With all this new industry and all these new canals, there was demand for skilled watermen who could navigate the waterways and transport shingles to port. Moses Grandy was one of those watermen. He was enslaved in the region, born in Camden county North Carolina in 1786. But one day, during his time on the canals, Grandy fell ill. And likely because of his familiarity with the swamp and his interactions with the enslaved shingle-makers (and probably the maroons who helped them, too) he decided to recover in the swamp. He ended up staying there for a whole year. Eric Sheppard, a distant relative of Grandy who now leads tours to to the Great Dismal Swamp, believes Grandy depended on those people when he was sick. Eventually, he recovered and managed to buy his freedom in 1833. He became part of the abolitionist movement and even traveled to Europe to speak about his experiences.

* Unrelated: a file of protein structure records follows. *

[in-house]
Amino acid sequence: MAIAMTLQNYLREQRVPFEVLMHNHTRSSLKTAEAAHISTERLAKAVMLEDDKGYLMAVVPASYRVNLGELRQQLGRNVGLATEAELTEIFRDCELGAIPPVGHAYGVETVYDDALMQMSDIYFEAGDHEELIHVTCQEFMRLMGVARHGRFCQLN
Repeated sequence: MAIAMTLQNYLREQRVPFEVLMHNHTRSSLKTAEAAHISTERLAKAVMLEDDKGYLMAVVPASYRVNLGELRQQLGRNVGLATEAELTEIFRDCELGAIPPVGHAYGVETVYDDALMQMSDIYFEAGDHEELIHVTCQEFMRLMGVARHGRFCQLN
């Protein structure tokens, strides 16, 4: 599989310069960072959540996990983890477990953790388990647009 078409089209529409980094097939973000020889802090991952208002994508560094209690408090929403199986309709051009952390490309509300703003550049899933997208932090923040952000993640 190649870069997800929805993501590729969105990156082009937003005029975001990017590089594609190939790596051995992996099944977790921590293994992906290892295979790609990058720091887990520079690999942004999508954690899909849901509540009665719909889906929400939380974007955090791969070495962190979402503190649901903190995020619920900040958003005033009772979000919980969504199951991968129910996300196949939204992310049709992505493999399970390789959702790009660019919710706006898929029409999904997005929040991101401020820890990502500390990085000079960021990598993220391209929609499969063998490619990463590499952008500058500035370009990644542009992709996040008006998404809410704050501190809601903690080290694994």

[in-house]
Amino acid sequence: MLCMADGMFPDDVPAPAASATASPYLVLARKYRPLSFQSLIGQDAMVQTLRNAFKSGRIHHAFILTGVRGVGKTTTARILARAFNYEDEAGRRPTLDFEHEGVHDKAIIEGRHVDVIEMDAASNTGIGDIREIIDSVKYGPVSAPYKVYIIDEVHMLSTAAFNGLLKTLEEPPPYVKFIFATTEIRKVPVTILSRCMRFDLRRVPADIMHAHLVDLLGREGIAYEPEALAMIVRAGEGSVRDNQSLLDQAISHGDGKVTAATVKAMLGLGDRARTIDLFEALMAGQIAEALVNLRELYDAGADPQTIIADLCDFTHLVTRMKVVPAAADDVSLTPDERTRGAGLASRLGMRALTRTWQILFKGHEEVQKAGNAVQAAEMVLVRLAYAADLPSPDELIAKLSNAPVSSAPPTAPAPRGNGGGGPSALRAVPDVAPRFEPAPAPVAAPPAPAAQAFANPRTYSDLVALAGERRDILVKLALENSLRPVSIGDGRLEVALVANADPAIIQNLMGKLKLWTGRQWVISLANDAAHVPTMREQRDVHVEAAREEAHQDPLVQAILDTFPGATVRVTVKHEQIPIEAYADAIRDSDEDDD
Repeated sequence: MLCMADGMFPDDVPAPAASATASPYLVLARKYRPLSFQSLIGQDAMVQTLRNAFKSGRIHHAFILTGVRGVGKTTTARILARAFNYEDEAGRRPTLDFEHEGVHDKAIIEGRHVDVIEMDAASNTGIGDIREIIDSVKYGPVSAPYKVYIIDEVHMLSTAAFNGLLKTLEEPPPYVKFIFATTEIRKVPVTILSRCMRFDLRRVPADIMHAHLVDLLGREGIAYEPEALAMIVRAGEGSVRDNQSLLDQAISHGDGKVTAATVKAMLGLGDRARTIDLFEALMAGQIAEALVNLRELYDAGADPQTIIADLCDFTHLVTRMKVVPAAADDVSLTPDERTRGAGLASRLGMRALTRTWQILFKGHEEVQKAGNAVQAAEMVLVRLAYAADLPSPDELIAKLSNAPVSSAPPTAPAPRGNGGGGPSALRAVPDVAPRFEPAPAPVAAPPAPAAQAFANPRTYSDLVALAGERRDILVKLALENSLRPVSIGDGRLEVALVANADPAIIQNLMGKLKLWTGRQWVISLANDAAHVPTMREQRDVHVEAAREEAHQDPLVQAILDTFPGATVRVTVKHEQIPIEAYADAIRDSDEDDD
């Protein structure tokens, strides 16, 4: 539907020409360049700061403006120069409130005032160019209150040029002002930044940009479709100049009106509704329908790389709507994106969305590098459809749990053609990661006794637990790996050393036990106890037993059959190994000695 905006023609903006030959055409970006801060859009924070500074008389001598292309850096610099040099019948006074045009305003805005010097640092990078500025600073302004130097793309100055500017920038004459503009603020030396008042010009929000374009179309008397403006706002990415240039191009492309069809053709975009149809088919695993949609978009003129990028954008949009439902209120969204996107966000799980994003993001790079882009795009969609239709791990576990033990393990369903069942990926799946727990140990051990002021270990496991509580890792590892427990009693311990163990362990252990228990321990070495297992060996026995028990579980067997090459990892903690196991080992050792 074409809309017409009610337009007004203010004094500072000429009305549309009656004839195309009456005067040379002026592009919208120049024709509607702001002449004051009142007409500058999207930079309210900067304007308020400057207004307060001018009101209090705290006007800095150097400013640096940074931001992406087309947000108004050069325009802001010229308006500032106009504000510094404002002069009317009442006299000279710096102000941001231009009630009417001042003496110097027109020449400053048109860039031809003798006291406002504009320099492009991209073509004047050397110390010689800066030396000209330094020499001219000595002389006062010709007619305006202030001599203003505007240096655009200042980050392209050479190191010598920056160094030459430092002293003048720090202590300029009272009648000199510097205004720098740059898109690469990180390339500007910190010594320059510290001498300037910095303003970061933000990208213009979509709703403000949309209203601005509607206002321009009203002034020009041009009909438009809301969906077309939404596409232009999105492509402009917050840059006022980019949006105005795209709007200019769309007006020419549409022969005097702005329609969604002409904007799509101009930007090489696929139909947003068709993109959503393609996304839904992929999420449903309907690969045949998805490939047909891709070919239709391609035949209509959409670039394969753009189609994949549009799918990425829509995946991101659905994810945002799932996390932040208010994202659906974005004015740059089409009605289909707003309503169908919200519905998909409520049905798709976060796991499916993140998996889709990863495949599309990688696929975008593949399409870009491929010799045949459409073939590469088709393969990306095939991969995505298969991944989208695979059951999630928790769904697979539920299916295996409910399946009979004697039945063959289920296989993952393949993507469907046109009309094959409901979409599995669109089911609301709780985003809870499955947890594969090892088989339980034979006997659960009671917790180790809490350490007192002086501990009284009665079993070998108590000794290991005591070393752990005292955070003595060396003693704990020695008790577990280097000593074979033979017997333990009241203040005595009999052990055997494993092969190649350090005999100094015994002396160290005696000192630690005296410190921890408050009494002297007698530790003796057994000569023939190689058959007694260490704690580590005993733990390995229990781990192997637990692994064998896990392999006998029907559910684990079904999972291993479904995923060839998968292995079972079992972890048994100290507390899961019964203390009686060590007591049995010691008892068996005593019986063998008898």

Professor Sayers’s research suggests that maroon communities of the Great Dismal Swamp began to disperse around the Civil War.
It’s only in the past few decades that researchers have started to study most U.S. maroon communities in any sort of depth. For a long time, they were barely a footnote in U.S. history. Sayers and Diouf believe this wasn’t just an oversight. Black people taking their lives into their own hands and being self-ruled just has not been part of the larger discourse of this country, says Diouf. Eric Sheppard agrees. A lot of important African American history has been neglected by our education system, he says.
In 2003, several sites in the Great Dismal Swamp were added to the National Parks Service Network To Freedom, which recognizes 400 sites that were involved in the Underground Railroad.
Today, the largest remaining part of Great Dismal Swamp is a national refuge stewarded by U.S. Fish and Wildlife Service, who aim to preserve and protect the unique habitat of the swamp.
And thanks to Eric Sheppard, Sylviane Diouf, Dan Sayers and others, the history of the maroons who lived in the Great Swamp is finally being acknowledged and shared with the rest of the world.